As the ‘unsinkable’ ship took on water Charles, as a White Star Line employee, would’ve been given the unenviable task of waking up passengers, informing them of what happened and getting them to put on their lifejackets.

Once the scale of the situation on the Titanic became apparent, the command structure effectively disintegrated.

Captain Edward Smith would’ve cut a forlorn figure as he wandered around near the wheelhouse and his last words to his crew, according to reports at the time were:

“Well boys, you’ve done your duty and done it well. I ask no more of you. I release you.

“You know the rule of the sea. It’s every man for himself now, and God bless you.”

This would’ve been around 2:10am, at that point Charles would’ve faced a literal up-hill battle with male members of the crew only having a 24% chance of survival and many people gathering ‘like bees’ on the stern of the stricken liner which, experts say, raised to a 12 degree angle.

The Pantryman-stewards from the Titanic’s sister ship, the Olympic

Many male crew members elected to stay at their posts as, according to Victorian culture it was better for men to die than to live and be perceived a coward, so the lights of the ship remained on until about 2:18am, just two minutes before Titanic broke apart and began its journey to its final resting place some 12,000ft below on the bottom of the Atlantic Ocean.

But now you know there was a man named Charles Edwards who was born in Haverfordwest and who died when the Titanic sank in the freezing waters of the North Atlantic. His body, if it was recovered, was never identified and we don’t even have a picture of him.

When news of the disaster broke, The Pembroke County Guardian described the tragedy as ‘one of the most appalling calamities in the long history of shipwreck’.

Four men from Maenclochog, it was later revealed, had a lucky escape as their plans to emigrate that April on the Titanic were thwarted by one of their number being unable to travel, so the group decided to wait for their friend. That decision saved their lives.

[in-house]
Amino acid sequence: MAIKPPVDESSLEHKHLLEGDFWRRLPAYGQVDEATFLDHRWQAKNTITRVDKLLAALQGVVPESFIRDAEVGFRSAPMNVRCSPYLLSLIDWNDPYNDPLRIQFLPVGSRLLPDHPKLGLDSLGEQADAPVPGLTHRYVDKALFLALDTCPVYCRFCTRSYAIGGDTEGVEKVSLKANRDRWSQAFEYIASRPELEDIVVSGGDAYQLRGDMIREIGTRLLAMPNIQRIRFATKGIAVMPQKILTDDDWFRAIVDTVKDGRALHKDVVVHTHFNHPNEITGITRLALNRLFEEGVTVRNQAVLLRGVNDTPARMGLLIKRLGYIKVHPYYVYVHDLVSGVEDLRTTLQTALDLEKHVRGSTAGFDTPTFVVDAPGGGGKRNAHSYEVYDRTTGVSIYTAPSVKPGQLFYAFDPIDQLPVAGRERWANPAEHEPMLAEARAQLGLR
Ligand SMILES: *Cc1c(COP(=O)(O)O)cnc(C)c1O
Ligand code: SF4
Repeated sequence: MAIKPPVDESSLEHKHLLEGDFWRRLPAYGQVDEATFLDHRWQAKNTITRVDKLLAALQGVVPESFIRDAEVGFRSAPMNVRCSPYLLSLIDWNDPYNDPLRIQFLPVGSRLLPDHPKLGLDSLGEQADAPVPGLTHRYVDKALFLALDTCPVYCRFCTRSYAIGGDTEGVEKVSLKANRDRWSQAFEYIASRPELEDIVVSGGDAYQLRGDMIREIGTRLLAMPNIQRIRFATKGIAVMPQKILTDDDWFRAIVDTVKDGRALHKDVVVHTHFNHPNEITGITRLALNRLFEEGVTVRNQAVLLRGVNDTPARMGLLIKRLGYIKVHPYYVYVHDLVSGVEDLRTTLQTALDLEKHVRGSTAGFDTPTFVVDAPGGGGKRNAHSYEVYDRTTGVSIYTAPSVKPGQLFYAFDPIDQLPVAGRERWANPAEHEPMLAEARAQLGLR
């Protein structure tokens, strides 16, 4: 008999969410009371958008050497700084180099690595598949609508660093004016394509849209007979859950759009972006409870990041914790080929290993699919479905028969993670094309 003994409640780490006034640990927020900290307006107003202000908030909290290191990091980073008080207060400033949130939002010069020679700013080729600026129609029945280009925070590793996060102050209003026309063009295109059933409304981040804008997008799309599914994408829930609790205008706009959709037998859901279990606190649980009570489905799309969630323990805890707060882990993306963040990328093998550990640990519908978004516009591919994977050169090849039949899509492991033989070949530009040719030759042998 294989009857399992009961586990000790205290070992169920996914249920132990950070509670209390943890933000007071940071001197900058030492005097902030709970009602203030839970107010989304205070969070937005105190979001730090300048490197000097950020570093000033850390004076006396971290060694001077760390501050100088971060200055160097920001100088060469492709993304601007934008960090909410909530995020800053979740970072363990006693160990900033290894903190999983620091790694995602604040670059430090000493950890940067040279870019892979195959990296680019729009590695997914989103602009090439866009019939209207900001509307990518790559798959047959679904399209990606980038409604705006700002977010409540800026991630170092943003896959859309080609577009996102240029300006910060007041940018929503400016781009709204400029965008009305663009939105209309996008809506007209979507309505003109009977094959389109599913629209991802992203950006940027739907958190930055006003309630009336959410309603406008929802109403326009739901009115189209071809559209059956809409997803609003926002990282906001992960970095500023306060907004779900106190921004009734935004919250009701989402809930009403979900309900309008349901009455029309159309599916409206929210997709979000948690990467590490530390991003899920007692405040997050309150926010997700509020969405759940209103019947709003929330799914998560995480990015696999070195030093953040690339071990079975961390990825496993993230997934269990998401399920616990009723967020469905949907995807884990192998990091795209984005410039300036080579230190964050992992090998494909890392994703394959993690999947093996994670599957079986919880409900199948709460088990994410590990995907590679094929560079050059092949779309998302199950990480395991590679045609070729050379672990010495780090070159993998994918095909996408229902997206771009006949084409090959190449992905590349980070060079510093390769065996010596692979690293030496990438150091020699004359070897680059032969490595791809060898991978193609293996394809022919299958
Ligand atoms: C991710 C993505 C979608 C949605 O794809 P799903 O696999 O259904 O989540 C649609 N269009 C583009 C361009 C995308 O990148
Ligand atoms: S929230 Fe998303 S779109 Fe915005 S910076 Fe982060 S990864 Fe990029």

Pembrokeshire responded to the sinking by raising money for the Titanic Relief Fund, Pembroke Dock raised £12 2s 0d through a collection at the Royal Dockyard and, in Haverfordwest, Sidney White, who would later go on to own The Palace Cinema, hosted benefit performances to packed houses which raised £5 15s.

Lavinia, after a legal battle with Charles’ brother William, was given £192 in compensation for Charles’ death and went on to look after her father at Railway Terrace, Neyland until he passed away.

Lavinia went on to move to Middlesex where she lived until 1934. She left her estate to her chauffeur.

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Marloes pensioner in child abuse images case

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A PENSIONER has been bailed to attend Swansea Crown Court by magistrates sitting in Haverfordwest Law Courts this week.

Derek Lister, 72, of Marloes is accused of making indecent photographs of children.

He appeared before the bench, on Tuesday (Apr 13).

Lister was represented by Redkite Solicitors.

The court heard that between June 2009 and November 2019 in Marloes, Pembrokeshire, Lister allegedly created 3 indecent category A images of a child, 14 indecent category B images of a child and 152 indecent category C images of a child.

He will now appear at Swansea Crown Court on May 11 at 10am for the next hearing after the local court declined jurisdiction.

Lister has pleaded not guilty to all the charges.

Derek Lister: Accused of making child abuse images